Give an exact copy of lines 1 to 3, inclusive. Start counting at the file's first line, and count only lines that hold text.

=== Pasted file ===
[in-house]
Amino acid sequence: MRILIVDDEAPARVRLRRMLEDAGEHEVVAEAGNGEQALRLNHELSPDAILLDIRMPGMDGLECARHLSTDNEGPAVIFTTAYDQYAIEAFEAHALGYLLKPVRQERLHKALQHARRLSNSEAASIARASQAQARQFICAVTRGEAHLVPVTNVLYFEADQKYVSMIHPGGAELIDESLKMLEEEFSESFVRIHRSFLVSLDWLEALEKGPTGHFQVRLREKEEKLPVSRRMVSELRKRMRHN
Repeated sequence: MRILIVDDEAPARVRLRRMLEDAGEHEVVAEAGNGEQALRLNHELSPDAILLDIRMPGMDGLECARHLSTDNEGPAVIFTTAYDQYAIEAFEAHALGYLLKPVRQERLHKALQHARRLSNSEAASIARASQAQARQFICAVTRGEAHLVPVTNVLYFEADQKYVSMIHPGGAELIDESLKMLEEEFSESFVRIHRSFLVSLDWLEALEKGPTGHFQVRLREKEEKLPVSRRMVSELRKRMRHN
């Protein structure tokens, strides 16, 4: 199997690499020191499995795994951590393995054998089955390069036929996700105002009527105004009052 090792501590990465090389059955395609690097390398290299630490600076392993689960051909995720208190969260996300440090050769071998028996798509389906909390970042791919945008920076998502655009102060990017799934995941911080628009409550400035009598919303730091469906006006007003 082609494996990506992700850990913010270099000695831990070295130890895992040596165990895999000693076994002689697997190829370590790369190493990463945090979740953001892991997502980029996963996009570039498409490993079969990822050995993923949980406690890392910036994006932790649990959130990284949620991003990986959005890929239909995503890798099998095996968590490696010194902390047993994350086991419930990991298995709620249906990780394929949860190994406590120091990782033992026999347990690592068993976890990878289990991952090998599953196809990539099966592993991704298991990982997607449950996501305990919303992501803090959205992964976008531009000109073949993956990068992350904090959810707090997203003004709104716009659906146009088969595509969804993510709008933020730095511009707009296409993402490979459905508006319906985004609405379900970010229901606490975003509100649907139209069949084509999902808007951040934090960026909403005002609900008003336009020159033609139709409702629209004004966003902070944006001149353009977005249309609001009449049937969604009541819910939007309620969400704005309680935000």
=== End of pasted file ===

[in-house]
Amino acid sequence: MRILIVDDEAPARVRLRRMLEDAGEHEVVAEAGNGEQALRLNHELSPDAILLDIRMPGMDGLECARHLSTDNEGPAVIFTTAYDQYAIEAFEAHALGYLLKPVRQERLHKALQHARRLSNSEAASIARASQAQARQFICAVTRGEAHLVPVTNVLYFEADQKYVSMIHPGGAELIDESLKMLEEEFSESFVRIHRSFLVSLDWLEALEKGPTGHFQVRLREKEEKLPVSRRMVSELRKRMRHN
Repeated sequence: MRILIVDDEAPARVRLRRMLEDAGEHEVVAEAGNGEQALRLNHELSPDAILLDIRMPGMDGLECARHLSTDNEGPAVIFTTAYDQYAIEAFEAHALGYLLKPVRQERLHKALQHARRLSNSEAASIARASQAQARQFICAVTRGEAHLVPVTNVLYFEADQKYVSMIHPGGAELIDESLKMLEEEFSESFVRIHRSFLVSLDWLEALEKGPTGHFQVRLREKEEKLPVSRRMVSELRKRMRHN